There are vast tonal differences between the pickups on these audio samples. However, you’ll have to play these audio samples on a decent sound system to hear them. Otherwise, they’ll all sound pretty much the same -- and that’s not fair to you or to us. For many people, the speakers that shipped with your computer do not have the sonic clarity to enable you to distinguish the subtle tonal characteristics between the pickups. Like anything else, discriminating the differences between tones may take some practice. Some people are born with a great ear and others have to work on it. If you don’t hear big differences right away, don’t despair. With a little practice, you will.
These audio samples were designed with one purpose in mind: to highlight the tonal differences between various Seymour Duncan® pickups. To achieve this, we used the most unbiased scientific demonstration method available. We used the same guitar for all the Strat® replacement pickups, the same guitar for the Tele® replacements, etc. The pickups were all played through the same amps -- one for clean, one for dirty -- at the same settings, all by the same player playing the same licks. In real-life playing situations, the amps would certainly be optimized differently for Strat® tones, Tele® tones or humbuckers, as the case may be; but in this case, we used the same setting for all the various pickups to achieve the fairest comparison of pickups across broad categories. Please keep this in mind.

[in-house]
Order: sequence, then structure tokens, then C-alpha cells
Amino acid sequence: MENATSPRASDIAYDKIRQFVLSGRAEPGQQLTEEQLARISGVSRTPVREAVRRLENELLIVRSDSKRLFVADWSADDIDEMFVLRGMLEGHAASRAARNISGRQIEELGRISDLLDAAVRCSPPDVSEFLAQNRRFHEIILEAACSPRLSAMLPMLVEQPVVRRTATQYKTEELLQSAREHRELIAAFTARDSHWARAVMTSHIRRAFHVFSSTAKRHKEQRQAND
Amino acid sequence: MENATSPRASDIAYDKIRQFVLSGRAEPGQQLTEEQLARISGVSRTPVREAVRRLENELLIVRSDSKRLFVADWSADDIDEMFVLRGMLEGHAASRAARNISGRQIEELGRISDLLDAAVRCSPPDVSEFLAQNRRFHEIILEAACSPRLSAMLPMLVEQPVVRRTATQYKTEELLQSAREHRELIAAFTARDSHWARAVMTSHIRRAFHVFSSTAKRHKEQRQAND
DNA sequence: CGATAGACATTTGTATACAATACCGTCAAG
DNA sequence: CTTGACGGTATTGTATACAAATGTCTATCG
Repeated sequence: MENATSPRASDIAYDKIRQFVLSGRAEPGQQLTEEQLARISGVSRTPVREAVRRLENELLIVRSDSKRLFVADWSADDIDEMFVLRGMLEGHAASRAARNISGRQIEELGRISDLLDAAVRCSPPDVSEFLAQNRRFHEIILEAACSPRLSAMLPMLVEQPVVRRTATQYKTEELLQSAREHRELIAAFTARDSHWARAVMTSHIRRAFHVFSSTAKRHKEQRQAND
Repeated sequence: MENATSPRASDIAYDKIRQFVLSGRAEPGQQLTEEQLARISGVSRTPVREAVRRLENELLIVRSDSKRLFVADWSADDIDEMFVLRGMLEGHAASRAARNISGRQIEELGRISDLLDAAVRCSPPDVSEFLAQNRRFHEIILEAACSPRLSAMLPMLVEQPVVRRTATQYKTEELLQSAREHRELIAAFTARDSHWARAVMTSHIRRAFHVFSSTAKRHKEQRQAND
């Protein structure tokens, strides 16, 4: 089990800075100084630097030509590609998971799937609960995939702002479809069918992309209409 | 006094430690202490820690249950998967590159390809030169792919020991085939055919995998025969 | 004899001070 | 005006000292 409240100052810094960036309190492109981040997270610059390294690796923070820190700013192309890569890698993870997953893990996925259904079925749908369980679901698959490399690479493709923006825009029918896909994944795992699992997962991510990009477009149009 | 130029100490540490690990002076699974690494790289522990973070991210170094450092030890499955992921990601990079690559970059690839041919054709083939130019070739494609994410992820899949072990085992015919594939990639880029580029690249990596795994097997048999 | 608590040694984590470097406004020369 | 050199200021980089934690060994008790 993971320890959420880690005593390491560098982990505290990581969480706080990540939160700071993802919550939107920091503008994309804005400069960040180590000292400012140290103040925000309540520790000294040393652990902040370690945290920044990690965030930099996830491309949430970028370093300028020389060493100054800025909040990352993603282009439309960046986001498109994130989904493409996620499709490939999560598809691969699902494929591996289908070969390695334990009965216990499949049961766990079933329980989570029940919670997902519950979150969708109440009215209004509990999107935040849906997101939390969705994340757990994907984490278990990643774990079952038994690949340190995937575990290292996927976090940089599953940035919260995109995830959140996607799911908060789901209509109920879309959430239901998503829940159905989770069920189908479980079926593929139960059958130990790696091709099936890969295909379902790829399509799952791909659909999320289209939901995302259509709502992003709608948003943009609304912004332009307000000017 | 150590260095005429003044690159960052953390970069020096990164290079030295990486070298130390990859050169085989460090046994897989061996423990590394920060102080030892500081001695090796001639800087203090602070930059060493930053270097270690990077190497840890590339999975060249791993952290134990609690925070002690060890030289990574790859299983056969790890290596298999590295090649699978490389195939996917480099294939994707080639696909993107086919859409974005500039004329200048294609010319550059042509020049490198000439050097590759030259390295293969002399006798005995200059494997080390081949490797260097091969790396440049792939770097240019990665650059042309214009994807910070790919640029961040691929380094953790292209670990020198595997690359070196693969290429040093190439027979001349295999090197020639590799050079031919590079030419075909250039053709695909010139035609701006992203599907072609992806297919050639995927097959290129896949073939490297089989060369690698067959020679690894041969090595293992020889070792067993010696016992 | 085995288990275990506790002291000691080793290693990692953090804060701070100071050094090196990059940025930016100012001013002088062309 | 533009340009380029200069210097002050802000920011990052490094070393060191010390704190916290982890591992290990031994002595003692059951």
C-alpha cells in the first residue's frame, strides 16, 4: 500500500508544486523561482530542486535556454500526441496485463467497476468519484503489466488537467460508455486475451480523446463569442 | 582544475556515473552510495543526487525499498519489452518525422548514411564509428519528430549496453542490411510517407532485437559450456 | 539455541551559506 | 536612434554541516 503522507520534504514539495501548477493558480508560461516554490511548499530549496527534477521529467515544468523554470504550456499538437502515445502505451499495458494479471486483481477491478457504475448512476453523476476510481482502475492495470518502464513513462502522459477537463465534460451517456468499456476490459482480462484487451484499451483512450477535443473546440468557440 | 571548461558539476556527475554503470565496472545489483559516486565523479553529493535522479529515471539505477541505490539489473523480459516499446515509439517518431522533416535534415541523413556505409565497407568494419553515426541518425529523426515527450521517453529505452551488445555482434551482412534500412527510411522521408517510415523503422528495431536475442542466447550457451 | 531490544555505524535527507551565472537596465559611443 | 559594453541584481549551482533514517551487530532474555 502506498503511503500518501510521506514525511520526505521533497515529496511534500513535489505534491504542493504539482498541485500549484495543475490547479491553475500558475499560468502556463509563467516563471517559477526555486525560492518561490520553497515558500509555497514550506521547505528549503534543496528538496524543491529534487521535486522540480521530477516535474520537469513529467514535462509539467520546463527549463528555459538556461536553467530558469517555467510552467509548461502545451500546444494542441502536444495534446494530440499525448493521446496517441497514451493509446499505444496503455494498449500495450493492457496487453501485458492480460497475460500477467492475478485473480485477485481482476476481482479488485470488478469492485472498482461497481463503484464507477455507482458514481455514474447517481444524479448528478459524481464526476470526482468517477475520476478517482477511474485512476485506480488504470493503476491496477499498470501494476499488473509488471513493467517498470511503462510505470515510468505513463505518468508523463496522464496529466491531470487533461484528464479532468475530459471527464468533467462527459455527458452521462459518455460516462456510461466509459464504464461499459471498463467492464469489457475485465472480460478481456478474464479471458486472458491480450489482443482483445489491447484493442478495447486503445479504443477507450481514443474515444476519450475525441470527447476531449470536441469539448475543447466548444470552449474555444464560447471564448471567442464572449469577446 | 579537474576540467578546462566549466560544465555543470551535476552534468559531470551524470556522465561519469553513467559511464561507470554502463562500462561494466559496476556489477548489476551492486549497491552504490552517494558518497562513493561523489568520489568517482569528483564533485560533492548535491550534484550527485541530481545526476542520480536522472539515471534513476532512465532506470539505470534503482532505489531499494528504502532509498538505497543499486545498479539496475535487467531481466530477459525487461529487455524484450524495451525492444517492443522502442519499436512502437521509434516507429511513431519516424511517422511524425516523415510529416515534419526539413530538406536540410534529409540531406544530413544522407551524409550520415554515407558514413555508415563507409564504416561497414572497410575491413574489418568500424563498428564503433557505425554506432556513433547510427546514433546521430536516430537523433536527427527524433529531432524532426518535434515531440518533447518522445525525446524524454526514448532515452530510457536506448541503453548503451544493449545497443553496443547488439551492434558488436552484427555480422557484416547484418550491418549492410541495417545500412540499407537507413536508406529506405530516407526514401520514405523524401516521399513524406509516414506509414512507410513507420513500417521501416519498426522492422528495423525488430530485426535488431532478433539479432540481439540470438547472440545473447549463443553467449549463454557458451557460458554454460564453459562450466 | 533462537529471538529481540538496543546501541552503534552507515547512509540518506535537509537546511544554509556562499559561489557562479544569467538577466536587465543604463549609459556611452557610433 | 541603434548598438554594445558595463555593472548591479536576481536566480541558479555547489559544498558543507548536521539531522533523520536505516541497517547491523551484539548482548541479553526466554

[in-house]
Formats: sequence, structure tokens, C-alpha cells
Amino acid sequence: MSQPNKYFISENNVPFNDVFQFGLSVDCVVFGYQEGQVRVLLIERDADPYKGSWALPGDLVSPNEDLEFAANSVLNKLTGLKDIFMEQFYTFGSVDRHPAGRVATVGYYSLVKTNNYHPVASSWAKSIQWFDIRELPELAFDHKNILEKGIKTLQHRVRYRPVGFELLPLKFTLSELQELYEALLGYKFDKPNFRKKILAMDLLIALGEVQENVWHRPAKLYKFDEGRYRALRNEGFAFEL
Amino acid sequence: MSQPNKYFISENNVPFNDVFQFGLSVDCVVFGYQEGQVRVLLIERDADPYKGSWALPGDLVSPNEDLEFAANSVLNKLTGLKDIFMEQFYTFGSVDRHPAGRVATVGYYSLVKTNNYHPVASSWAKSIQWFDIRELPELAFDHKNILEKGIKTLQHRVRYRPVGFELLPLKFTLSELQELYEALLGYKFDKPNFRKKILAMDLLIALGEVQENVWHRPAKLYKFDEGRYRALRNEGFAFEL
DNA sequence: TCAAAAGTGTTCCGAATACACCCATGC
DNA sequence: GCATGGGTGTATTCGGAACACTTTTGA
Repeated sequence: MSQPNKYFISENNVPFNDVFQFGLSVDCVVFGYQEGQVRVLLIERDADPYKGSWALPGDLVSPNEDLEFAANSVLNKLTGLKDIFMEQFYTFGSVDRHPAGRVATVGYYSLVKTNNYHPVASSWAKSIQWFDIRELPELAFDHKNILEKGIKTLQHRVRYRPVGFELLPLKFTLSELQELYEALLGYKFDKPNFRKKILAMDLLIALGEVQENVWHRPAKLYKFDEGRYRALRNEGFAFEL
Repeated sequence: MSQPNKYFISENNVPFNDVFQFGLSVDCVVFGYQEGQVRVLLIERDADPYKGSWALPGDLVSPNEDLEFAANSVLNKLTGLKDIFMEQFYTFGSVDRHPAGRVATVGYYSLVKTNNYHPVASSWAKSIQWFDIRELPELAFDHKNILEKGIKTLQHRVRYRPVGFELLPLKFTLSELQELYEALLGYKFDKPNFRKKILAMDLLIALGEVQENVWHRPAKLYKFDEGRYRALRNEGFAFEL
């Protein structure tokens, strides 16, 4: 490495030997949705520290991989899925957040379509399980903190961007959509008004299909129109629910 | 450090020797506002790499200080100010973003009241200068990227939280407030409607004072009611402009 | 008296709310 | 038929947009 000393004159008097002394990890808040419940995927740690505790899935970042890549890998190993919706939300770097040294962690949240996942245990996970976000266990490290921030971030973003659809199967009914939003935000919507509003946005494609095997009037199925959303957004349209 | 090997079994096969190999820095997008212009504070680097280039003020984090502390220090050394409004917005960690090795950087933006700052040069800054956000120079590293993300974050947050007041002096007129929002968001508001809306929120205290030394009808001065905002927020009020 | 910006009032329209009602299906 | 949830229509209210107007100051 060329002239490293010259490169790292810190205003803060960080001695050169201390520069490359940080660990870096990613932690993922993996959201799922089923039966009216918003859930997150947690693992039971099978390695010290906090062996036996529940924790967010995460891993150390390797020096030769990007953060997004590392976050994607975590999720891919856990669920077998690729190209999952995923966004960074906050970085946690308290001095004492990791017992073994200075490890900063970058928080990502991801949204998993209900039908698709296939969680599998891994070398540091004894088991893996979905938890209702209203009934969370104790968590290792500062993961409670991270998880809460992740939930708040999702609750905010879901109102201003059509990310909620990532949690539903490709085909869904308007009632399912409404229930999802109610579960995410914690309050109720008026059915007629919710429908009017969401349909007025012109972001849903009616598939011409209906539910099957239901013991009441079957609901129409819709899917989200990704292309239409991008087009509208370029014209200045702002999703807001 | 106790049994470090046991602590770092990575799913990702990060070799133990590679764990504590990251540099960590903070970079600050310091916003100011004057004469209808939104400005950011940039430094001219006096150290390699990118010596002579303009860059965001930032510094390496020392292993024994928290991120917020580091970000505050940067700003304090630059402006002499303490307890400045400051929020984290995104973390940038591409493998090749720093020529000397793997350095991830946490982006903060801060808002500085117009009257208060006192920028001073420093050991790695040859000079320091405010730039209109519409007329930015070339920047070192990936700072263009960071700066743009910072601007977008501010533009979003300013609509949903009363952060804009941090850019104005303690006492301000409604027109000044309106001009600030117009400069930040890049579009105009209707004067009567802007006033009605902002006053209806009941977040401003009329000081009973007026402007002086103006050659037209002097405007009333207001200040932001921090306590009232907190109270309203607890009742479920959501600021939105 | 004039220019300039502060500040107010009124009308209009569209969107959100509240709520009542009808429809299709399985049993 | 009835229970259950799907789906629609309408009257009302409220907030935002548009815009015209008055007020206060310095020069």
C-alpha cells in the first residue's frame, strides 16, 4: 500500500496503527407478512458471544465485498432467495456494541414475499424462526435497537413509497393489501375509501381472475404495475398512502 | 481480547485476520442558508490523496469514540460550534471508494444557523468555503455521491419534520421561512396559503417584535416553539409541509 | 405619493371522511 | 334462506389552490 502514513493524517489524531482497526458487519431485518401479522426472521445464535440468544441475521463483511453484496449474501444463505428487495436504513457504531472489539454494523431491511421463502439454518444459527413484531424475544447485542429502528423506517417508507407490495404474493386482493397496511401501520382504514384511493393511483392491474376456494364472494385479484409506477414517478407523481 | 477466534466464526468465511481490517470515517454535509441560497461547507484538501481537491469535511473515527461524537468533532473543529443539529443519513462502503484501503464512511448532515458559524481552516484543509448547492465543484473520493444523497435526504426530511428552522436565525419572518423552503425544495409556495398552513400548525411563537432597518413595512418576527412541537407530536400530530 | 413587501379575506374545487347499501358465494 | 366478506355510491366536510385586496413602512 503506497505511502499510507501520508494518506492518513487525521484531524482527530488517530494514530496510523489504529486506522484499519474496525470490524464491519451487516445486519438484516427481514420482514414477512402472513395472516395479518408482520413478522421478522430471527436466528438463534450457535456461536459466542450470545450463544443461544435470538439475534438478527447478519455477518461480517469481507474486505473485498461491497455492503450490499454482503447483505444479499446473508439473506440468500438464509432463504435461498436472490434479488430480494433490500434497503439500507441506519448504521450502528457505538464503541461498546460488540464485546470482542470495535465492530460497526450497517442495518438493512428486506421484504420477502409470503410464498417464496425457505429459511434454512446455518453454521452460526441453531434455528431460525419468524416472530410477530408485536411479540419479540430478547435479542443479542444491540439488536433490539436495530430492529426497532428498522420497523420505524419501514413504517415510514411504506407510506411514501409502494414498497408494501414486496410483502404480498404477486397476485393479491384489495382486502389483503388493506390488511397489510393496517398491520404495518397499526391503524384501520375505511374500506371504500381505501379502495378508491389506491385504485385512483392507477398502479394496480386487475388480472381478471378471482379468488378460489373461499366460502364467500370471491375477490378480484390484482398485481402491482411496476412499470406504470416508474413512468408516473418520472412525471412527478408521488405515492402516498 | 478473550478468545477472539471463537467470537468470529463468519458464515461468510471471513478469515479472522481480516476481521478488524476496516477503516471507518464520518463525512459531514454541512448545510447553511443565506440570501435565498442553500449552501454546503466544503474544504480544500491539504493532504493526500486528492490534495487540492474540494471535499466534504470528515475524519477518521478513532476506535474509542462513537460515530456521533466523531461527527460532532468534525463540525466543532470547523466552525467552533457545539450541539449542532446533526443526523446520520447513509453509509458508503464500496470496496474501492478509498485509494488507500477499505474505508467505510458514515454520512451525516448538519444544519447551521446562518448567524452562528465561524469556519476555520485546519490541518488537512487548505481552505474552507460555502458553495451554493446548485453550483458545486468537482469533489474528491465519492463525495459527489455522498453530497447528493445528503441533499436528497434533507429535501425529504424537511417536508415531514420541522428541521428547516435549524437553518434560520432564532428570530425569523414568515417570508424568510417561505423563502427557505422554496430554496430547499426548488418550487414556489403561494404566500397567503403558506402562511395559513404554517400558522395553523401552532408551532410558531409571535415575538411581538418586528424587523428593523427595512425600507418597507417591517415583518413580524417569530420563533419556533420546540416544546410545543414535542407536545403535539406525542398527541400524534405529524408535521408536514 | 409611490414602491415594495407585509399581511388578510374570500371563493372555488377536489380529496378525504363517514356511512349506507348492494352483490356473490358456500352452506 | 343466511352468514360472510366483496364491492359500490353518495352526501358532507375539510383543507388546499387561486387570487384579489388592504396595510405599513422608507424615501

What does all this mean? It means, for instance, that the Strat® pickup you love on these audio samples might not sound exactly the same played through your Strat® You have to consider all the variables in the tone chain -- the particulars of your guitar, the amp, the room you’re in, etc. However, if you’re seeking a scooped midrange tone, or a fat & warm tone, or a quack tone, or whatever, if you hear it on these audio samples, you can presume that your guitar will approximate the same tone -- at least as compared with other Seymour Duncan pickups of the same style.
Please keep the Tone Chart handy while you’re listening to the pickups. That will help to objectively quantify the tones you’re hearing. For example, if you know that a Vintage Flat for Strat® has a significantly higher resonant peak than a Hot Rails™, you can think of the tonal difference between the two pickups in terms of resonant peak (the brightness of the Vintage Flat versus the fatness of the Hot Rails). Also, if you see that the Vintage Flat has a much lower d.c. resistance than the Hot Rails, that will (partially) explain why it has less output and more brightness. Please keep in mind that d.c. resistance is just a very general indicator. Your best bet will be to use a good sound system, keep the Tone Chart handy, and trust your ears.
Another great please to hear more sound bytes of Seymour Duncan pickups is the Tips and Clips Forum. Use the "Search This Forum" tool to specify the name of the pickup you'd like to hear. These are clips written, performed and recorded by regular Seymour Duncan users, like yourself. We hope you find them enjoyable and useful.